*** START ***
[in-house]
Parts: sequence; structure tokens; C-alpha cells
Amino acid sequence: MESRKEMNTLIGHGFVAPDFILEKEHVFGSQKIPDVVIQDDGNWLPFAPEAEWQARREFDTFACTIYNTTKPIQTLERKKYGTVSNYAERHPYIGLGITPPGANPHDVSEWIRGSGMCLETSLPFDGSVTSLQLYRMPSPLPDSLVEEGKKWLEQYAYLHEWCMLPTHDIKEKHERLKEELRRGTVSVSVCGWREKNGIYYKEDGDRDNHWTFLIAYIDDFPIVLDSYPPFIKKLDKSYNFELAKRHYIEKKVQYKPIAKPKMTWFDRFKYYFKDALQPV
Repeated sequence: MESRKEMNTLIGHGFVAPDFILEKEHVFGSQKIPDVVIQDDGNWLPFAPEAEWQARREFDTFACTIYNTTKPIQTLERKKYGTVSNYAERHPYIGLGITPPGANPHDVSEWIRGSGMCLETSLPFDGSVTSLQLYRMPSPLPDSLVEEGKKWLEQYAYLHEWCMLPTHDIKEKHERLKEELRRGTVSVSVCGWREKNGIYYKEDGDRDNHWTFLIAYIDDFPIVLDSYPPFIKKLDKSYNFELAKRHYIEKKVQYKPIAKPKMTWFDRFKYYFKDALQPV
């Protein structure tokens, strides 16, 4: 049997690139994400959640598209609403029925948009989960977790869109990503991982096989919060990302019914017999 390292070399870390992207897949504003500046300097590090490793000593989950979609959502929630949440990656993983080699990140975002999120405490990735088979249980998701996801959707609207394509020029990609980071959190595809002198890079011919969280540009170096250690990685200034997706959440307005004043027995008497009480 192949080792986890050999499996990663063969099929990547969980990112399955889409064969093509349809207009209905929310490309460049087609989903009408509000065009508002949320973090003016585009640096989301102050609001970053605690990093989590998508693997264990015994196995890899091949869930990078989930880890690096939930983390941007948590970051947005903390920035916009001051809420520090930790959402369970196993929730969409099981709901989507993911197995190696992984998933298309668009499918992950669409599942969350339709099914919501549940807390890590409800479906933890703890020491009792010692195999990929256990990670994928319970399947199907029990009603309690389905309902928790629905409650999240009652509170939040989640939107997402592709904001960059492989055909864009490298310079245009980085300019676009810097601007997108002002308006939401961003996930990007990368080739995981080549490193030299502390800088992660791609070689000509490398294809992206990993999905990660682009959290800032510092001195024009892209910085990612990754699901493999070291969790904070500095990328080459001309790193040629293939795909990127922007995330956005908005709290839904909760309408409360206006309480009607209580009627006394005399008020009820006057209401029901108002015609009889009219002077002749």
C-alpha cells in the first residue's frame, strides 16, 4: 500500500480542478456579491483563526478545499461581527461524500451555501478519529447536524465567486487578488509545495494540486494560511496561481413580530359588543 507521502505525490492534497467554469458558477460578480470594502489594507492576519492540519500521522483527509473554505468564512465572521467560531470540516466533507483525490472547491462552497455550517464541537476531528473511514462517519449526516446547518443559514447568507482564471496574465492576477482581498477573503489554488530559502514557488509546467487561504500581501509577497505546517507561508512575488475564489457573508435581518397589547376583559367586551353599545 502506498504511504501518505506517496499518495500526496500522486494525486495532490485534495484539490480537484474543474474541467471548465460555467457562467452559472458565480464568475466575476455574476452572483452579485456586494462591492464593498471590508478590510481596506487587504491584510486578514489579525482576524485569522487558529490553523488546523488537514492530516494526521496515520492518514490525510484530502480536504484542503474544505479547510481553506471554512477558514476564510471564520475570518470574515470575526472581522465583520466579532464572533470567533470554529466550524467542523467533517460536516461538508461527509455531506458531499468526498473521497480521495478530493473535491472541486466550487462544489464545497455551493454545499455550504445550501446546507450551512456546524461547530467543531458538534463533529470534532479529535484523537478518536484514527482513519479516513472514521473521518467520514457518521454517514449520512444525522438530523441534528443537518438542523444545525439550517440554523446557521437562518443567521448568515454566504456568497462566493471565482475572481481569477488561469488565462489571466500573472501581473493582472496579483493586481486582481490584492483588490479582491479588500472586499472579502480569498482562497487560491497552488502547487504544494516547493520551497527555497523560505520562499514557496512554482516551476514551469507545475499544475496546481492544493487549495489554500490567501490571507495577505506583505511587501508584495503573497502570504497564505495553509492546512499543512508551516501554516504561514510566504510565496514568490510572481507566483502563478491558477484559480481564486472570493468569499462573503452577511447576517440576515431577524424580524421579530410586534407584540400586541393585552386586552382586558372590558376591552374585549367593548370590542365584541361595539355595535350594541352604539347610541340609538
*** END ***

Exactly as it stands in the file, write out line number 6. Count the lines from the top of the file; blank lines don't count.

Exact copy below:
C-alpha cells in the first residue's frame, strides 16, 4: 500500500480542478456579491483563526478545499461581527461524500451555501478519529447536524465567486487578488509545495494540486494560511496561481413580530359588543 507521502505525490492534497467554469458558477460578480470594502489594507492576519492540519500521522483527509473554505468564512465572521467560531470540516466533507483525490472547491462552497455550517464541537476531528473511514462517519449526516446547518443559514447568507482564471496574465492576477482581498477573503489554488530559502514557488509546467487561504500581501509577497505546517507561508512575488475564489457573508435581518397589547376583559367586551353599545 502506498504511504501518505506517496499518495500526496500522486494525486495532490485534495484539490480537484474543474474541467471548465460555467457562467452559472458565480464568475466575476455574476452572483452579485456586494462591492464593498471590508478590510481596506487587504491584510486578514489579525482576524485569522487558529490553523488546523488537514492530516494526521496515520492518514490525510484530502480536504484542503474544505479547510481553506471554512477558514476564510471564520475570518470574515470575526472581522465583520466579532464572533470567533470554529466550524467542523467533517460536516461538508461527509455531506458531499468526498473521497480521495478530493473535491472541486466550487462544489464545497455551493454545499455550504445550501446546507450551512456546524461547530467543531458538534463533529470534532479529535484523537478518536484514527482513519479516513472514521473521518467520514457518521454517514449520512444525522438530523441534528443537518438542523444545525439550517440554523446557521437562518443567521448568515454566504456568497462566493471565482475572481481569477488561469488565462489571466500573472501581473493582472496579483493586481486582481490584492483588490479582491479588500472586499472579502480569498482562497487560491497552488502547487504544494516547493520551497527555497523560505520562499514557496512554482516551476514551469507545475499544475496546481492544493487549495489554500490567501490571507495577505506583505511587501508584495503573497502570504497564505495553509492546512499543512508551516501554516504561514510566504510565496514568490510572481507566483502563478491558477484559480481564486472570493468569499462573503452577511447576517440576515431577524424580524421579530410586534407584540400586541393585552386586552382586558372590558376591552374585549367593548370590542365584541361595539355595535350594541352604539347610541340609538